The Promise – Part 5
"Why spend money on what is not bread, and your labor on what does not satisfy?” (Isaiah 55:2 NIV)
Jesus was at the Festival of Tabernacles in Jerusalem, watching the high priest as he ceremonially poured out water as an offering to God in remembrance of the Lord’s provision of water and bread to his people when they were in the wilderness. Jesus had something more than physical water in mind, however, when he invited all who were thirsty to come to him and drink. He meant the invitation for all those who were dissatisfied, who had a longing in their hearts for something more, who felt the void within that only God could fill, who were thirsting for joy and peace. Then he made a promise that was almost too good to be true: “Whoever believes in me, as Scripture has said, rivers of living water will flow from within them.” No wonder some of the people who heard him said, “He’s the Prophet,” while others said, “He’s the Messiah”; for only God could fulfill such a promise.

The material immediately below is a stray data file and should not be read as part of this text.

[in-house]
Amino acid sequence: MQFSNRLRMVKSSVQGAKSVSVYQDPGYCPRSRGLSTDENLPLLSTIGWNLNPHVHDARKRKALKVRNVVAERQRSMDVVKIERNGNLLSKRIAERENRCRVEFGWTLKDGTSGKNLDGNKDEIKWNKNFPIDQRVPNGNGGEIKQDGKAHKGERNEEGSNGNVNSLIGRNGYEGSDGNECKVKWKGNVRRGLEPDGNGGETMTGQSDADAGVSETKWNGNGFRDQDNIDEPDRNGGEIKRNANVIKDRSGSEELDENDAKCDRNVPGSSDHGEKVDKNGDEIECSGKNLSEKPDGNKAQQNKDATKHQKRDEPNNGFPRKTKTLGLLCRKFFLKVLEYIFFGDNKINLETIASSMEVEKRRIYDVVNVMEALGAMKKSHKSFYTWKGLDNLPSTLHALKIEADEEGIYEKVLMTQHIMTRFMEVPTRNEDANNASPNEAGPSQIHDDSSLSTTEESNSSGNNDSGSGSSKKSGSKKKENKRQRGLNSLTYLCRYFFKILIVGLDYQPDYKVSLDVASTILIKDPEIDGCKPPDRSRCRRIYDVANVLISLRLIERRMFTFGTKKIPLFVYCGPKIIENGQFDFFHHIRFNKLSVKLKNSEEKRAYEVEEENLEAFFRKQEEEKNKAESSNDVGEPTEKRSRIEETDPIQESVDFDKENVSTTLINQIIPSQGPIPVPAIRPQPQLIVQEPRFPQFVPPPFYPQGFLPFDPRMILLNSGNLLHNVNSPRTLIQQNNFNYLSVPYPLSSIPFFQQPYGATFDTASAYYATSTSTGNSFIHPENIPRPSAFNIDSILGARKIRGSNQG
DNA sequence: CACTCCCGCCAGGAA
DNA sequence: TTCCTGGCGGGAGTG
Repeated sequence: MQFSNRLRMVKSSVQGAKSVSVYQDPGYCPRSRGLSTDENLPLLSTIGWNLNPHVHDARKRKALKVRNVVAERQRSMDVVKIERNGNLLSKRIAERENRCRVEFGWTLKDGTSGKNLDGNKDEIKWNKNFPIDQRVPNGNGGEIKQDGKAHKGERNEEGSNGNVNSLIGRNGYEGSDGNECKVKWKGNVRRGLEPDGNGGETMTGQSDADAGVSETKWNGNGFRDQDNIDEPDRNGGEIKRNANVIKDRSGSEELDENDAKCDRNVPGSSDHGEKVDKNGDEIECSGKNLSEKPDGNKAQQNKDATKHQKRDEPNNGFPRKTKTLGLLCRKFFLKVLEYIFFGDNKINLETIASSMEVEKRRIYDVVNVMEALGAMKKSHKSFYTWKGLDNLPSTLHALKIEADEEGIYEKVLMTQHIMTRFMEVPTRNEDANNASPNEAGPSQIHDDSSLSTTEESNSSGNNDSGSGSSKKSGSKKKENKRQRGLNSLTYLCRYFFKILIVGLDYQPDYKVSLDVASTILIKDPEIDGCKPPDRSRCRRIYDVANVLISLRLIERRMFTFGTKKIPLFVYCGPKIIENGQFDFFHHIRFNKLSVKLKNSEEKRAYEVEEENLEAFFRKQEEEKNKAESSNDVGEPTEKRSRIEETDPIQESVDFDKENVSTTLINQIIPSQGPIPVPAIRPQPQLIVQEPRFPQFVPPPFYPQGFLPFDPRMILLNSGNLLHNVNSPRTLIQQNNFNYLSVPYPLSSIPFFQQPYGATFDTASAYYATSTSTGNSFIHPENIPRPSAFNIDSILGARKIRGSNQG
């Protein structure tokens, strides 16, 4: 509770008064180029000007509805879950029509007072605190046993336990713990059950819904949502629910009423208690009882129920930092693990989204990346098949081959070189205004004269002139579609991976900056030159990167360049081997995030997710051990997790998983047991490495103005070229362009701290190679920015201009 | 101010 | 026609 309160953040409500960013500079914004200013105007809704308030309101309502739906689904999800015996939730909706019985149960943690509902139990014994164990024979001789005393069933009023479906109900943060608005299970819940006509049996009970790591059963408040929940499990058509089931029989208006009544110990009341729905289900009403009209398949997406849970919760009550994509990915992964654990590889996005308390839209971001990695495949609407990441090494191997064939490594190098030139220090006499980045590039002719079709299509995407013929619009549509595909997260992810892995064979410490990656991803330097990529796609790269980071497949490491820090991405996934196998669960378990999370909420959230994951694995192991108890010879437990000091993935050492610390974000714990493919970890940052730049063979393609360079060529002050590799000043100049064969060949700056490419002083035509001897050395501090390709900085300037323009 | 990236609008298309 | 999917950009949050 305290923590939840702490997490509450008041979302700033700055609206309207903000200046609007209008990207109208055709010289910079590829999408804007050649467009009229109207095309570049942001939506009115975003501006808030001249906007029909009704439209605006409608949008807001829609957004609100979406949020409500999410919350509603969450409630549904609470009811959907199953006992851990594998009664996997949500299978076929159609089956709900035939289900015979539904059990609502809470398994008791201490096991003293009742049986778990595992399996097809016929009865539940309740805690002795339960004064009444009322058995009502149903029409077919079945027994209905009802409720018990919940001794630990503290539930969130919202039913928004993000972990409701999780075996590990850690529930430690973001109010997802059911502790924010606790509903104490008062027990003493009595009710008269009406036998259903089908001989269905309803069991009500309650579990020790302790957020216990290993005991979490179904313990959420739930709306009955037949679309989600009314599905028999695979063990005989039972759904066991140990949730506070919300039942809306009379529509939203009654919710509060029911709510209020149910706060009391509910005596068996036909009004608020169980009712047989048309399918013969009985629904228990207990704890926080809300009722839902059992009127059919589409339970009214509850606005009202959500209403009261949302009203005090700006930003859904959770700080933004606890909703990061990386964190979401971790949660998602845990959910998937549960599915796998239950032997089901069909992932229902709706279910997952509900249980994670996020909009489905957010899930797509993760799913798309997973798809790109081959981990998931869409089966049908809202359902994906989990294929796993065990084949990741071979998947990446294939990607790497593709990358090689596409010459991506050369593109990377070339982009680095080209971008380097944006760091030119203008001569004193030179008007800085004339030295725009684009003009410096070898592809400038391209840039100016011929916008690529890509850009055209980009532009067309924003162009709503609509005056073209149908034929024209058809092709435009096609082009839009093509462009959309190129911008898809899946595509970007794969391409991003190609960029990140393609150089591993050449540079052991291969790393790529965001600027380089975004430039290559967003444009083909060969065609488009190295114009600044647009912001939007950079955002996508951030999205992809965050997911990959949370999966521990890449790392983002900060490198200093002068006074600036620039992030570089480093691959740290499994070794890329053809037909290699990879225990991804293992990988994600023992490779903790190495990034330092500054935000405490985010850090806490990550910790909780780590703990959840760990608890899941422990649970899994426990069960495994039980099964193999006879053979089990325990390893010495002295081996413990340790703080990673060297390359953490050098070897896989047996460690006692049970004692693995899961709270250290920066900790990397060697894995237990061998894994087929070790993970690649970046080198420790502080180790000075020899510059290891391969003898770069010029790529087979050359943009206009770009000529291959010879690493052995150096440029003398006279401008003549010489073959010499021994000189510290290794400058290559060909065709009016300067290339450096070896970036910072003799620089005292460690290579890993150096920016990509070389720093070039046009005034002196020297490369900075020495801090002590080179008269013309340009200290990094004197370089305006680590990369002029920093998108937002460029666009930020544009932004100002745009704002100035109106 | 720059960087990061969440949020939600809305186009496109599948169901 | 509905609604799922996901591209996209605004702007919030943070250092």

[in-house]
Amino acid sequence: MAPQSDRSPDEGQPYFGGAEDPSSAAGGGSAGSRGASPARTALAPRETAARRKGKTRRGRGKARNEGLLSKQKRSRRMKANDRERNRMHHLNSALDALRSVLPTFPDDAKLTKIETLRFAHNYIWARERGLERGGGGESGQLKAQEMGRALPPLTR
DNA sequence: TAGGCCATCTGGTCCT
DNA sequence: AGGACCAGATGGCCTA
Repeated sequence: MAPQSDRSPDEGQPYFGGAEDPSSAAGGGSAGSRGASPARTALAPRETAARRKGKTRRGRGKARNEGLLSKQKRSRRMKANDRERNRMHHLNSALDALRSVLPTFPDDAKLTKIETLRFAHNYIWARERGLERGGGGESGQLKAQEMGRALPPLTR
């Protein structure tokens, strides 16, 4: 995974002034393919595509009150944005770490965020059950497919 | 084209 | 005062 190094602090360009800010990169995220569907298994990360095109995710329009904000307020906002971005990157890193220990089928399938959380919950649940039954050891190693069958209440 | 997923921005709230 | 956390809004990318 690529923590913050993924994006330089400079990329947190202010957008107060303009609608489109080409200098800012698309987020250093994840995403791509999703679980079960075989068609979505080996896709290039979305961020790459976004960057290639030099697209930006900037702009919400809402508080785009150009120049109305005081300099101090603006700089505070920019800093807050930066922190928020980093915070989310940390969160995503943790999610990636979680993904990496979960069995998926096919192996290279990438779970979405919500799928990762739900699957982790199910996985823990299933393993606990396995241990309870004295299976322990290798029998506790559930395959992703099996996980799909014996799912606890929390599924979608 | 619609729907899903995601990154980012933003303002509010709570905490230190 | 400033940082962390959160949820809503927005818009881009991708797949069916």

Unfortunately, some folks don’t want to respond to Jesus’ invitation, because they don’t want to admit they’re empty. They’re too proud to say they don’t have peace— the kind that comes even when things are not going well, the kind that transcends all understanding, the kind only Jesus can give, even when you have to wipe away tears because of the loss of a loved one. The same goes for joy. When you have the joy that Jesus gives—joy unspeakable and full of glory—you don’t need a drug or alcohol in order to escape your unhappy state, because the joy of the Lord isn’t dependent upon your circumstances. Some might say it’s religious fanaticism to talk this way. To those, I would say, “Oh taste and see that the Lord is good!” That’s what millions and millions of people have done over the centuries: they were empty and they put their trust in Jesus and had their lives changed. Was that all an accident? Nobody psyched them; nobody deceived them. They didn’t go into two years of training as a person would do in a cult. No, when you have Jesus, you find out: “This is what I was made for. I thought I was made to play basketball or be a teacher or a mom or dad”; and all those things have a place in your life, but they will never satisfy. The Old Testament puts it this way: "Why spend money on what is not bread, and your labor on what does not satisfy?” (Isaiah 55:2). That’s why Jesus made his invitation then, and why he is still making it today.
To be continued...
Read Isaiah 55:1-3.